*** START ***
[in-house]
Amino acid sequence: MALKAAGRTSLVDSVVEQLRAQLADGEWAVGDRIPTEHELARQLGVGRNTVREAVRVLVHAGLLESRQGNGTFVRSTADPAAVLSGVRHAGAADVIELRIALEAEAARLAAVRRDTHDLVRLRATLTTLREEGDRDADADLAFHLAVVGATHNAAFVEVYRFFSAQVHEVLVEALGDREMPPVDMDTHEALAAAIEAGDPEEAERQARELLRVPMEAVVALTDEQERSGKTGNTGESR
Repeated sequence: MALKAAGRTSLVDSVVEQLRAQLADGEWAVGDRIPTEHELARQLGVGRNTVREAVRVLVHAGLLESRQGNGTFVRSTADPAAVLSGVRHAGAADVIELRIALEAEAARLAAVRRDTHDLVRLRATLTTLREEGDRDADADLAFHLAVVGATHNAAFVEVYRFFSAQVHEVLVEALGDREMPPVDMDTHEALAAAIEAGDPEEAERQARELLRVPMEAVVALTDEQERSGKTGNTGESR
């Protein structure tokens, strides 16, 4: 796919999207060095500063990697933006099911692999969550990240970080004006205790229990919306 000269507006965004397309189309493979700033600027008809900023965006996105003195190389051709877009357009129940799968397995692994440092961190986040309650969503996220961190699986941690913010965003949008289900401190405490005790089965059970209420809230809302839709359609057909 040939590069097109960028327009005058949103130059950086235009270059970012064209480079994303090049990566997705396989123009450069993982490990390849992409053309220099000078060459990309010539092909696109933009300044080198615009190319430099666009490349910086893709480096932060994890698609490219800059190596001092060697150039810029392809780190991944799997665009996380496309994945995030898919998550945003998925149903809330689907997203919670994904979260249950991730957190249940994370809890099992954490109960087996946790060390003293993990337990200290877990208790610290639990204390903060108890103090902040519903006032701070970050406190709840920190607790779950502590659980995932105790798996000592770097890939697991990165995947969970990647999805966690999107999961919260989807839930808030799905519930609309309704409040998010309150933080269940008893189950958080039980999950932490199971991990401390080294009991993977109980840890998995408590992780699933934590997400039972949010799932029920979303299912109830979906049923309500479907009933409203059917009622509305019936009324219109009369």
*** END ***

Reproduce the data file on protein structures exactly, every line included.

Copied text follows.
[in-house]
Amino acid sequence: MALKAAGRTSLVDSVVEQLRAQLADGEWAVGDRIPTEHELARQLGVGRNTVREAVRVLVHAGLLESRQGNGTFVRSTADPAAVLSGVRHAGAADVIELRIALEAEAARLAAVRRDTHDLVRLRATLTTLREEGDRDADADLAFHLAVVGATHNAAFVEVYRFFSAQVHEVLVEALGDREMPPVDMDTHEALAAAIEAGDPEEAERQARELLRVPMEAVVALTDEQERSGKTGNTGESR
Repeated sequence: MALKAAGRTSLVDSVVEQLRAQLADGEWAVGDRIPTEHELARQLGVGRNTVREAVRVLVHAGLLESRQGNGTFVRSTADPAAVLSGVRHAGAADVIELRIALEAEAARLAAVRRDTHDLVRLRATLTTLREEGDRDADADLAFHLAVVGATHNAAFVEVYRFFSAQVHEVLVEALGDREMPPVDMDTHEALAAAIEAGDPEEAERQARELLRVPMEAVVALTDEQERSGKTGNTGESR
């Protein structure tokens, strides 16, 4: 796919999207060095500063990697933006099911692999969550990240970080004006205790229990919306 000269507006965004397309189309493979700033600027008809900023965006996105003195190389051709877009357009129940799968397995692994440092961190986040309650969503996220961190699986941690913010965003949008289900401190405490005790089965059970209420809230809302839709359609057909 040939590069097109960028327009005058949103130059950086235009270059970012064209480079994303090049990566997705396989123009450069993982490990390849992409053309220099000078060459990309010539092909696109933009300044080198615009190319430099666009490349910086893709480096932060994890698609490219800059190596001092060697150039810029392809780190991944799997665009996380496309994945995030898919998550945003998925149903809330689907997203919670994904979260249950991730957190249940994370809890099992954490109960087996946790060390003293993990337990200290877990208790610290639990204390903060108890103090902040519903006032701070970050406190709840920190607790779950502590659980995932105790798996000592770097890939697991990165995947969970990647999805966690999107999961919260989807839930808030799905519930609309309704409040998010309150933080269940008893189950958080039980999950932490199971991990401390080294009991993977109980840890998995408590992780699933934590997400039972949010799932029920979303299912109830979906049923309500479907009933409203059917009622509305019936009324219109009369």